In Ultimate, taunts are disabled during online quickplay matches (excluding Kirby discarding a copy ability). However, they can still be performed in Battle Arenas.
While predominantly only for show, seven characters' taunts in the series can affect gameplay outside moving the character's hurtboxes:
In Ultimate, while most taunts are interruptible, most of gameplay-affecting ones are not. The only exceptions are Kirby’s taunts (which will remove the copy ability before the taunt animation begins) and Samus’s (as she and Zero Suit Samus are completely separate).
Lists of taunts
Main article: List of taunts (SSB)
Main article: List of taunts (SSBM)
Main article: List of taunts (SSBB)
Main article: List of taunts (SSB4)
Main article: List of taunts (SSBU)
One feature of Super Smash Bros. Brawl's With Friends mode when playing on Wi-Fi Connection is that it allows a player to assign four different taunt messages to all four taunt button combinations. If the player were to perform an up taunt on the With Friends mode, their character will display a personalised taunt message written by the player that they have assigned to the up taunt. This feature is disabled in the With Anyone for security and censorship reasons. Each message is limited to 20 characters in length.
The function returns for Super Smash Bros. 4's With Friends mode played over the Nintendo Network. The user is prohibited from including certain of inappropriate words, and each message is limited to 16 characters at most.
The custom message feature was taken out in Super Smash Bros. Ultimate in favor for pre-made messages, most likely so people won't use profanity in their taunt messages. As most taunts are disabled in Quickplay, (with Kirby as the exception), taunt messages only shown at the start of the match and at the results screen. The player can personalize eight taunt messages, four at the start of the match and four at the results screen.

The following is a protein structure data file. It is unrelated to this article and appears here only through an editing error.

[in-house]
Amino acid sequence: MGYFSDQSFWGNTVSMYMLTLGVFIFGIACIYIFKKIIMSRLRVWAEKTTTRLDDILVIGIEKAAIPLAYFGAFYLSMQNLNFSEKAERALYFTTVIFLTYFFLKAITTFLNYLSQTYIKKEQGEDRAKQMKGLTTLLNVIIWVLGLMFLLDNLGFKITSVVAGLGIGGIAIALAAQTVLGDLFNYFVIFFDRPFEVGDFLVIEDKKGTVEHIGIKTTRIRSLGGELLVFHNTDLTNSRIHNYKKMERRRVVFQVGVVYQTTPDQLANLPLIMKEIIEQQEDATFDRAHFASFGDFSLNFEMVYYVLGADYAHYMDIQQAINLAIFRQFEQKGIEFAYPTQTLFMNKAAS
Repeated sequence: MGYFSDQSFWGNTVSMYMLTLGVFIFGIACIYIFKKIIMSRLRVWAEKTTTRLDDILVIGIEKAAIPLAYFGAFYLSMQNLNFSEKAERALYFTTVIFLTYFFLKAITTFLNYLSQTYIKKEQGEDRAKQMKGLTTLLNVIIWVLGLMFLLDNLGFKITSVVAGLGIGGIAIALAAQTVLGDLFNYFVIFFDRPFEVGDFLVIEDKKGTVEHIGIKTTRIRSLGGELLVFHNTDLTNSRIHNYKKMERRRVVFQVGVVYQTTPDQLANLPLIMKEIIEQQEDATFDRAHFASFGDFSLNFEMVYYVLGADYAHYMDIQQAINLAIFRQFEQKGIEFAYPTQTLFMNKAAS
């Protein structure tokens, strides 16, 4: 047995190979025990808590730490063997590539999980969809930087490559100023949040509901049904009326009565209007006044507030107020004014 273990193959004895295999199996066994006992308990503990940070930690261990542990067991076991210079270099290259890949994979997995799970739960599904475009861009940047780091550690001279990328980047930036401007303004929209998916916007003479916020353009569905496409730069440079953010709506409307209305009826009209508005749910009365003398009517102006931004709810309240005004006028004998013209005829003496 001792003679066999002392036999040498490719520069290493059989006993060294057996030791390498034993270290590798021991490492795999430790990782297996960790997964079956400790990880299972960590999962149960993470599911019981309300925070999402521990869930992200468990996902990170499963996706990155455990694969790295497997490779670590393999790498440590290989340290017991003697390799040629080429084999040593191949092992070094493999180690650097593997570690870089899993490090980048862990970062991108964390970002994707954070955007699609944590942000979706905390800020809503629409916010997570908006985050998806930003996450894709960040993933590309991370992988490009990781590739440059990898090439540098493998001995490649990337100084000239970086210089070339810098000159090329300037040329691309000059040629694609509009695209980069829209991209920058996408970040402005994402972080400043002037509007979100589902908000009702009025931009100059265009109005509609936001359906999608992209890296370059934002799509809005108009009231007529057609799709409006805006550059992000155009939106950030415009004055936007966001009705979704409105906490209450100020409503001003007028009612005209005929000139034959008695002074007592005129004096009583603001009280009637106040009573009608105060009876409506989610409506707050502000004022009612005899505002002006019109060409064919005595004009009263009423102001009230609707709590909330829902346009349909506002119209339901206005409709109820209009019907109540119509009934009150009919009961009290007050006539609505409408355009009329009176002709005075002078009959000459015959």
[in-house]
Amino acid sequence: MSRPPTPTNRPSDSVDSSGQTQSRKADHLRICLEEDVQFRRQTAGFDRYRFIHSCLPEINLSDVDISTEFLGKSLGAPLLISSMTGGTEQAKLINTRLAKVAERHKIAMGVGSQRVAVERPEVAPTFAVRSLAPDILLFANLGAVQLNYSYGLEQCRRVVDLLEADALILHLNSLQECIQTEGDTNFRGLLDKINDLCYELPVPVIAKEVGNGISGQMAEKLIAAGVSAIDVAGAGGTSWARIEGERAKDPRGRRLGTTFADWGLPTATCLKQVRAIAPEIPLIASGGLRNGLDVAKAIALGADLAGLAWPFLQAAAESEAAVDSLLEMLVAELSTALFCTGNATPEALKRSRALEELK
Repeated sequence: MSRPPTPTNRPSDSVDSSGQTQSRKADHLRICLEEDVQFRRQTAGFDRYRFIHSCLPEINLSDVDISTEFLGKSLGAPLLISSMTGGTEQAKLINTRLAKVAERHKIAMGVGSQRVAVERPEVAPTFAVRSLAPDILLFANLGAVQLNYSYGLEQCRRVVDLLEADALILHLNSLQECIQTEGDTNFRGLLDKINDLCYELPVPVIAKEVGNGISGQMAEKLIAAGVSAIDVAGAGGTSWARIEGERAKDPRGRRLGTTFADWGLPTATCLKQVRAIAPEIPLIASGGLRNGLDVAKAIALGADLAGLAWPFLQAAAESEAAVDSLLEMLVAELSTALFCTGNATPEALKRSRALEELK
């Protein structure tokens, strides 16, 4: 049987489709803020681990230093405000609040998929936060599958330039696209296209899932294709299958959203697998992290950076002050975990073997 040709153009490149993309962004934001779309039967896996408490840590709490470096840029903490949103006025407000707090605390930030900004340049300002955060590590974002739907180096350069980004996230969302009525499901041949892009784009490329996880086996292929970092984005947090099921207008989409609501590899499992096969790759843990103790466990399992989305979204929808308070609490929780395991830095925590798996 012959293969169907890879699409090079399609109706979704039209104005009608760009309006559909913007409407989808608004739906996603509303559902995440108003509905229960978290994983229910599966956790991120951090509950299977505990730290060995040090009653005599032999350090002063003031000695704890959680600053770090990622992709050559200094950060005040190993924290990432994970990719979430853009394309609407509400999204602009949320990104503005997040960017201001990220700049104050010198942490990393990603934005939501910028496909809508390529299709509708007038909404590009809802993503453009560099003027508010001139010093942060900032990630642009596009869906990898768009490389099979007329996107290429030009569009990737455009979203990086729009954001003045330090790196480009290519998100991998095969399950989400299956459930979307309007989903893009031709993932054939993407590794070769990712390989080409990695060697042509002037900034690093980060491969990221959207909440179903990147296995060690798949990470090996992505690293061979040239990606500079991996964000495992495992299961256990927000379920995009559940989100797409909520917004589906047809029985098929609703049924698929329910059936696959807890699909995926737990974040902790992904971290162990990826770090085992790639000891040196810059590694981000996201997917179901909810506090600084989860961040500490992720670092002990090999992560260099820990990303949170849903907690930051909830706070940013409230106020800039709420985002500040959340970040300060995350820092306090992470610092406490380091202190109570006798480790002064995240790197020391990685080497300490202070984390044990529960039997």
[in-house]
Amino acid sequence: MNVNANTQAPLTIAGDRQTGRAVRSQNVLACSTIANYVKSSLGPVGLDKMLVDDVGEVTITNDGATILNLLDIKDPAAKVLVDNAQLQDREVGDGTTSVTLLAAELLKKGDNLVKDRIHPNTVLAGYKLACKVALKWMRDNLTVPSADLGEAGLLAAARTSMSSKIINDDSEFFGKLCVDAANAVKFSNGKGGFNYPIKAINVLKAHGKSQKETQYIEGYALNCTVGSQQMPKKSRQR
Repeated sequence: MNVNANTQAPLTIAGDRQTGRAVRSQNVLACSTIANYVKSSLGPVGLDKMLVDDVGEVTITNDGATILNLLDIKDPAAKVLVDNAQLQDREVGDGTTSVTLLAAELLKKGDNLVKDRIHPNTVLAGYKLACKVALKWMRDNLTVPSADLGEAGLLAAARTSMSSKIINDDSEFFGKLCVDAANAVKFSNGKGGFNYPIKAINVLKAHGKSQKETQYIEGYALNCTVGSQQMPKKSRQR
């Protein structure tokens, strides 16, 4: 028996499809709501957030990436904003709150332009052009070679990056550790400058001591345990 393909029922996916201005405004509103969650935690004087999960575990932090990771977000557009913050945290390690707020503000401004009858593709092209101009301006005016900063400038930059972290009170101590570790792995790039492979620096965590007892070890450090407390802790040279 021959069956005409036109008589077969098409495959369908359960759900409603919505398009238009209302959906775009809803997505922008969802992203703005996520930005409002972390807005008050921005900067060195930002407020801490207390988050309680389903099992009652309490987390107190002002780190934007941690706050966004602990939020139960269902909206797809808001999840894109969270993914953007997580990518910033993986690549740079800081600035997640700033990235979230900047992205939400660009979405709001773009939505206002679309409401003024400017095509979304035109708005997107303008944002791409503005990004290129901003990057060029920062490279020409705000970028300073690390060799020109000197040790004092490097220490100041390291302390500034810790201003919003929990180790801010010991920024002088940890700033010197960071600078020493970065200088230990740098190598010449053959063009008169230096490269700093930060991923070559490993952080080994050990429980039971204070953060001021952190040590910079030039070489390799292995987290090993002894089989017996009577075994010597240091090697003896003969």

A custom taunt is an action that is intended to taunt opponents without using one of the taunts already available in the game. Custom taunts often involve actions that look similar to an ordinary taunt; a well-known example is King Dedede's crouch, though others include Ness's up and down smashes, where he performs yo-yo tricks, Bowser Jr.'s down tilt, where the Koopa Clown Car licks the foe with its tongue, Olimar's down tilt, where he appears to be doing "the worm", Charizard's slow walking animation, dubbed the "Zard Walk" by fans, Shulk using Monado Arts while walking, dubbed the "Monado Walk" (which applies to Kirby as well when he copies Shulk's neutral special), many characters' crawling animations (with those of Wario and Zero Suit Samus being the most common), and Mr. Game & Watch's up tilt where he waves a "#1" flag.
Within taunt matches, actions that produce loud, irritating, or otherwise repetitive sounds can become custom taunts; examples include crouching as Jigglypuff and Kirby, Ganondorf's up smash prior to Ultimate, and his forward smash in Ultimate, Captain Falcon's Falcon Punch, the majority of Wario's moves (especially Wario Waft), Shulk's Back Slash, Little Mac's neutral attack, and Olimar's Pikmin Order.
Repeatedly crouching and standing back up (i.e. teabagging) is a common form of pseudo-taunting. King K. Rool's teabag makes it look like he is "dabbing". This also applies to Falco's spotdodge prior to Ultimate. In Ultimate, teabagging is notoriously common on Quickplay due to taunts being disallowed, and is a widespread criticism of the mode that is considered a form of griefing. As such, players are often advised to mentally and emotionally prepare themselves for opponents who will attempt to aggravate them.